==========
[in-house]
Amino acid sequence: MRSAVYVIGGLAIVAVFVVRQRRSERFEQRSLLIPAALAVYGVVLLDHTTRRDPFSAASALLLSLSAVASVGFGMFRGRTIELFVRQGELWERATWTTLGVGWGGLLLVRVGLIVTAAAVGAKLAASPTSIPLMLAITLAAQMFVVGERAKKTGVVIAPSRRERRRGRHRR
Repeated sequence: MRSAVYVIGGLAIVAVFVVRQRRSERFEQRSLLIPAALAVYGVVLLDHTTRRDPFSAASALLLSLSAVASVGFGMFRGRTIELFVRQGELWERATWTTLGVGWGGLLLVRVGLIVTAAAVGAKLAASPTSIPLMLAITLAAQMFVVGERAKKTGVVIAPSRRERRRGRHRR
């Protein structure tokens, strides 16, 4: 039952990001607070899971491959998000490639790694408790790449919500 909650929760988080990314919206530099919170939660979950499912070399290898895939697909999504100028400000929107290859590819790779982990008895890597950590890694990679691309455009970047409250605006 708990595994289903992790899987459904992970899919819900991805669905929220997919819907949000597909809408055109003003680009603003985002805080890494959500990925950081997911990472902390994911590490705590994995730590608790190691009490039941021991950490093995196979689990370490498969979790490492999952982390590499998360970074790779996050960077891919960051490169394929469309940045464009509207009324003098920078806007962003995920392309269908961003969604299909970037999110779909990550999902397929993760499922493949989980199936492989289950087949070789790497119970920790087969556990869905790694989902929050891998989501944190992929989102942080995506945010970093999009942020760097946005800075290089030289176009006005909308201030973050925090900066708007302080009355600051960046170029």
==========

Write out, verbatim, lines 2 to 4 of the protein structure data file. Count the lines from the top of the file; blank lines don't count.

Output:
Amino acid sequence: MRSAVYVIGGLAIVAVFVVRQRRSERFEQRSLLIPAALAVYGVVLLDHTTRRDPFSAASALLLSLSAVASVGFGMFRGRTIELFVRQGELWERATWTTLGVGWGGLLLVRVGLIVTAAAVGAKLAASPTSIPLMLAITLAAQMFVVGERAKKTGVVIAPSRRERRRGRHRR
Repeated sequence: MRSAVYVIGGLAIVAVFVVRQRRSERFEQRSLLIPAALAVYGVVLLDHTTRRDPFSAASALLLSLSAVASVGFGMFRGRTIELFVRQGELWERATWTTLGVGWGGLLLVRVGLIVTAAAVGAKLAASPTSIPLMLAITLAAQMFVVGERAKKTGVVIAPSRRERRRGRHRR
């Protein structure tokens, strides 16, 4: 039952990001607070899971491959998000490639790694408790790449919500 909650929760988080990314919206530099919170939660979950499912070399290898895939697909999504100028400000929107290859590819790779982990008895890597950590890694990679691309455009970047409250605006 708990595994289903992790899987459904992970899919819900991805669905929220997919819907949000597909809408055109003003680009603003985002805080890494959500990925950081997911990472902390994911590490705590994995730590608790190691009490039941021991950490093995196979689990370490498969979790490492999952982390590499998360970074790779996050960077891919960051490169394929469309940045464009509207009324003098920078806007962003995920392309269908961003969604299909970037999110779909990550999902397929993760499922493949989980199936492989289950087949070789790497119970920790087969556990869905790694989902929050891998989501944190992929989102942080995506945010970093999009942020760097946005800075290089030289176009006005909308201030973050925090900066708007302080009355600051960046170029």